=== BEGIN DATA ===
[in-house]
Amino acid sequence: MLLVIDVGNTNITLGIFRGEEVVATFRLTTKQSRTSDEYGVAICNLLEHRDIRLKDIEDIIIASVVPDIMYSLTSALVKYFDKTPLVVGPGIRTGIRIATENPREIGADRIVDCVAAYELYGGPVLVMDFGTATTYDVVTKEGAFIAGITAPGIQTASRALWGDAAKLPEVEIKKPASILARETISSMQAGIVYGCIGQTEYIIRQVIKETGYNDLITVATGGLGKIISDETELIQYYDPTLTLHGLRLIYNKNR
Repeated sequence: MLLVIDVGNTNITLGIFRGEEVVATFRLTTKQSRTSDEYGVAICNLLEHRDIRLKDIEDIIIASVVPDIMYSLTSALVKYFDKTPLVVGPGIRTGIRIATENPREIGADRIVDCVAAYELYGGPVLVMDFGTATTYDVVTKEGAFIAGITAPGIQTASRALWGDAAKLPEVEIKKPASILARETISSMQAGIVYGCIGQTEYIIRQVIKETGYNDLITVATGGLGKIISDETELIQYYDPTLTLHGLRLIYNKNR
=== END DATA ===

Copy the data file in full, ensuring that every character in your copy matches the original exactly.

[in-house]
Amino acid sequence: MLLVIDVGNTNITLGIFRGEEVVATFRLTTKQSRTSDEYGVAICNLLEHRDIRLKDIEDIIIASVVPDIMYSLTSALVKYFDKTPLVVGPGIRTGIRIATENPREIGADRIVDCVAAYELYGGPVLVMDFGTATTYDVVTKEGAFIAGITAPGIQTASRALWGDAAKLPEVEIKKPASILARETISSMQAGIVYGCIGQTEYIIRQVIKETGYNDLITVATGGLGKIISDETELIQYYDPTLTLHGLRLIYNKNR
Repeated sequence: MLLVIDVGNTNITLGIFRGEEVVATFRLTTKQSRTSDEYGVAICNLLEHRDIRLKDIEDIIIASVVPDIMYSLTSALVKYFDKTPLVVGPGIRTGIRIATENPREIGADRIVDCVAAYELYGGPVLVMDFGTATTYDVVTKEGAFIAGITAPGIQTASRALWGDAAKLPEVEIKKPASILARETISSMQAGIVYGCIGQTEYIIRQVIKETGYNDLITVATGGLGKIISDETELIQYYDPTLTLHGLRLIYNKNR